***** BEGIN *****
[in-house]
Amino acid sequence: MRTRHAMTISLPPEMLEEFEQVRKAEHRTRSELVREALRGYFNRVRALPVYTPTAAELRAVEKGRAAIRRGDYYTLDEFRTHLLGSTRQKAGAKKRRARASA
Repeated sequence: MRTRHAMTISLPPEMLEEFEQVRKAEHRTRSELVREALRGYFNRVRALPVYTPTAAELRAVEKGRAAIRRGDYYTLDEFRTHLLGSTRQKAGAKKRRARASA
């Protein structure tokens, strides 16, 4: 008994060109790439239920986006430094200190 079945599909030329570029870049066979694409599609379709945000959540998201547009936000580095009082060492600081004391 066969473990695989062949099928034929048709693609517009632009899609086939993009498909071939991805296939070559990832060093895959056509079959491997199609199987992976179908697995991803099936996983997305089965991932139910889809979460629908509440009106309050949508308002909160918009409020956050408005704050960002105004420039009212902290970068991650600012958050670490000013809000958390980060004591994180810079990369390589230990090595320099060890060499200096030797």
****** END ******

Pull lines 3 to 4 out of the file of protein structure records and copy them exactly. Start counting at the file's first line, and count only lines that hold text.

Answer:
Repeated sequence: MRTRHAMTISLPPEMLEEFEQVRKAEHRTRSELVREALRGYFNRVRALPVYTPTAAELRAVEKGRAAIRRGDYYTLDEFRTHLLGSTRQKAGAKKRRARASA
């Protein structure tokens, strides 16, 4: 008994060109790439239920986006430094200190 079945599909030329570029870049066979694409599609379709945000959540998201547009936000580095009082060492600081004391 066969473990695989062949099928034929048709693609517009632009899609086939993009498909071939991805296939070559990832060093895959056509079959491997199609199987992976179908697995991803099936996983997305089965991932139910889809979460629908509440009106309050949508308002909160918009409020956050408005704050960002105004420039009212902290970068991650600012958050670490000013809000958390980060004591994180810079990369390589230990090595320099060890060499200096030797």